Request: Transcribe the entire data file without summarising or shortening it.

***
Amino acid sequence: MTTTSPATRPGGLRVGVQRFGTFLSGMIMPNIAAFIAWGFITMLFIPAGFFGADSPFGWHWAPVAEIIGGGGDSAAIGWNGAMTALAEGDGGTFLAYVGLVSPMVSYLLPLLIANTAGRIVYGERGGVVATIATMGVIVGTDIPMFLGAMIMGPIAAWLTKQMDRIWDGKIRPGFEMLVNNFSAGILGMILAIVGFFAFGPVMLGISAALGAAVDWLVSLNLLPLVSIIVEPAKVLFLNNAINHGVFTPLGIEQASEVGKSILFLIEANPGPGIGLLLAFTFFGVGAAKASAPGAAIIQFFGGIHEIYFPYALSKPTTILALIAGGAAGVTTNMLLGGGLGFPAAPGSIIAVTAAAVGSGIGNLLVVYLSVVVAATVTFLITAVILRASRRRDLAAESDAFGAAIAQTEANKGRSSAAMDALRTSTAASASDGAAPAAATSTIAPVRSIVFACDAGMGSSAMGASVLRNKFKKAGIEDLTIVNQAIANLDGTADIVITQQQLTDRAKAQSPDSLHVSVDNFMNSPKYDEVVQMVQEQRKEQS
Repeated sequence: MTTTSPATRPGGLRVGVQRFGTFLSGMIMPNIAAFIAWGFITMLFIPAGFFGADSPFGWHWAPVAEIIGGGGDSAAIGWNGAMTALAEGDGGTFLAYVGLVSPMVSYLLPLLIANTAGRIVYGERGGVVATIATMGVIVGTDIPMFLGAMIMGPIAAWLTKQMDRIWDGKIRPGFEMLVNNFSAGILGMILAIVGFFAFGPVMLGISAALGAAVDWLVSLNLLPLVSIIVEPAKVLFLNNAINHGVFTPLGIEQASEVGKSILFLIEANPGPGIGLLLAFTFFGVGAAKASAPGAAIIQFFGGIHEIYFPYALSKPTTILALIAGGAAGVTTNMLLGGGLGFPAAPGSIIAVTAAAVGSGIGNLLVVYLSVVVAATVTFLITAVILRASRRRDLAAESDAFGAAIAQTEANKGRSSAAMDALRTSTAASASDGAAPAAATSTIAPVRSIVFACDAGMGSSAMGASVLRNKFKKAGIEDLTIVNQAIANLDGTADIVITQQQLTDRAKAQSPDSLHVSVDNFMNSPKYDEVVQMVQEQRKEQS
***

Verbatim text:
Amino acid sequence: MTTTSPATRPGGLRVGVQRFGTFLSGMIMPNIAAFIAWGFITMLFIPAGFFGADSPFGWHWAPVAEIIGGGGDSAAIGWNGAMTALAEGDGGTFLAYVGLVSPMVSYLLPLLIANTAGRIVYGERGGVVATIATMGVIVGTDIPMFLGAMIMGPIAAWLTKQMDRIWDGKIRPGFEMLVNNFSAGILGMILAIVGFFAFGPVMLGISAALGAAVDWLVSLNLLPLVSIIVEPAKVLFLNNAINHGVFTPLGIEQASEVGKSILFLIEANPGPGIGLLLAFTFFGVGAAKASAPGAAIIQFFGGIHEIYFPYALSKPTTILALIAGGAAGVTTNMLLGGGLGFPAAPGSIIAVTAAAVGSGIGNLLVVYLSVVVAATVTFLITAVILRASRRRDLAAESDAFGAAIAQTEANKGRSSAAMDALRTSTAASASDGAAPAAATSTIAPVRSIVFACDAGMGSSAMGASVLRNKFKKAGIEDLTIVNQAIANLDGTADIVITQQQLTDRAKAQSPDSLHVSVDNFMNSPKYDEVVQMVQEQRKEQS
Repeated sequence: MTTTSPATRPGGLRVGVQRFGTFLSGMIMPNIAAFIAWGFITMLFIPAGFFGADSPFGWHWAPVAEIIGGGGDSAAIGWNGAMTALAEGDGGTFLAYVGLVSPMVSYLLPLLIANTAGRIVYGERGGVVATIATMGVIVGTDIPMFLGAMIMGPIAAWLTKQMDRIWDGKIRPGFEMLVNNFSAGILGMILAIVGFFAFGPVMLGISAALGAAVDWLVSLNLLPLVSIIVEPAKVLFLNNAINHGVFTPLGIEQASEVGKSILFLIEANPGPGIGLLLAFTFFGVGAAKASAPGAAIIQFFGGIHEIYFPYALSKPTTILALIAGGAAGVTTNMLLGGGLGFPAAPGSIIAVTAAAVGSGIGNLLVVYLSVVVAATVTFLITAVILRASRRRDLAAESDAFGAAIAQTEANKGRSSAAMDALRTSTAASASDGAAPAAATSTIAPVRSIVFACDAGMGSSAMGASVLRNKFKKAGIEDLTIVNQAIANLDGTADIVITQQQLTDRAKAQSPDSLHVSVDNFMNSPKYDEVVQMVQEQRKEQS